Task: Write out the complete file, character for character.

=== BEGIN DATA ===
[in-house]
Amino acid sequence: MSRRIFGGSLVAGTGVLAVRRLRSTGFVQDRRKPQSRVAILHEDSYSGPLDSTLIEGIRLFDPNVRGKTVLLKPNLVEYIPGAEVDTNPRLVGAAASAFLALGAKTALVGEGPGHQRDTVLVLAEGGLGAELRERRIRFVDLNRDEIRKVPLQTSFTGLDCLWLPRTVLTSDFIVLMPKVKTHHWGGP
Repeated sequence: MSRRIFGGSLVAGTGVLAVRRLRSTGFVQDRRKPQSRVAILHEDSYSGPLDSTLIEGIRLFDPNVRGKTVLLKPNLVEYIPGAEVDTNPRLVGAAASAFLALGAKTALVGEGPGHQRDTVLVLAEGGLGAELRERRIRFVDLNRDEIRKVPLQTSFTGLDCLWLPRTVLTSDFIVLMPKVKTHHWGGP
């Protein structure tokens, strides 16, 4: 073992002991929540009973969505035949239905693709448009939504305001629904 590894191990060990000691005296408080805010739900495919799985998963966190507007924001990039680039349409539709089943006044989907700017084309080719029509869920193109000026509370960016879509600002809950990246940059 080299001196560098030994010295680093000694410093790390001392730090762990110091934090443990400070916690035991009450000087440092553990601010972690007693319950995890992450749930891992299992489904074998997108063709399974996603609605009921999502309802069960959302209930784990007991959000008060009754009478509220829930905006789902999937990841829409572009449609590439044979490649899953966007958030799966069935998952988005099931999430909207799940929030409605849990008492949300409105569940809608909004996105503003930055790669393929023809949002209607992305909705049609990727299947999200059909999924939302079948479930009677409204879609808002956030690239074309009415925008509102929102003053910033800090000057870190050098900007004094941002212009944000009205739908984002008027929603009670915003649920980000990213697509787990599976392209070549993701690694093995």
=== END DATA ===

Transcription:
[in-house]
Amino acid sequence: MSRRIFGGSLVAGTGVLAVRRLRSTGFVQDRRKPQSRVAILHEDSYSGPLDSTLIEGIRLFDPNVRGKTVLLKPNLVEYIPGAEVDTNPRLVGAAASAFLALGAKTALVGEGPGHQRDTVLVLAEGGLGAELRERRIRFVDLNRDEIRKVPLQTSFTGLDCLWLPRTVLTSDFIVLMPKVKTHHWGGP
Repeated sequence: MSRRIFGGSLVAGTGVLAVRRLRSTGFVQDRRKPQSRVAILHEDSYSGPLDSTLIEGIRLFDPNVRGKTVLLKPNLVEYIPGAEVDTNPRLVGAAASAFLALGAKTALVGEGPGHQRDTVLVLAEGGLGAELRERRIRFVDLNRDEIRKVPLQTSFTGLDCLWLPRTVLTSDFIVLMPKVKTHHWGGP
């Protein structure tokens, strides 16, 4: 073992002991929540009973969505035949239905693709448009939504305001629904 590894191990060990000691005296408080805010739900495919799985998963966190507007924001990039680039349409539709089943006044989907700017084309080719029509869920193109000026509370960016879509600002809950990246940059 080299001196560098030994010295680093000694410093790390001392730090762990110091934090443990400070916690035991009450000087440092553990601010972690007693319950995890992450749930891992299992489904074998997108063709399974996603609605009921999502309802069960959302209930784990007991959000008060009754009478509220829930905006789902999937990841829409572009449609590439044979490649899953966007958030799966069935998952988005099931999430909207799940929030409605849990008492949300409105569940809608909004996105503003930055790669393929023809949002209607992305909705049609990727299947999200059909999924939302079948479930009677409204879609808002956030690239074309009415925008509102929102003053910033800090000057870190050098900007004094941002212009944000009205739908984002008027929603009670915003649920980000990213697509787990599976392209070549993701690694093995």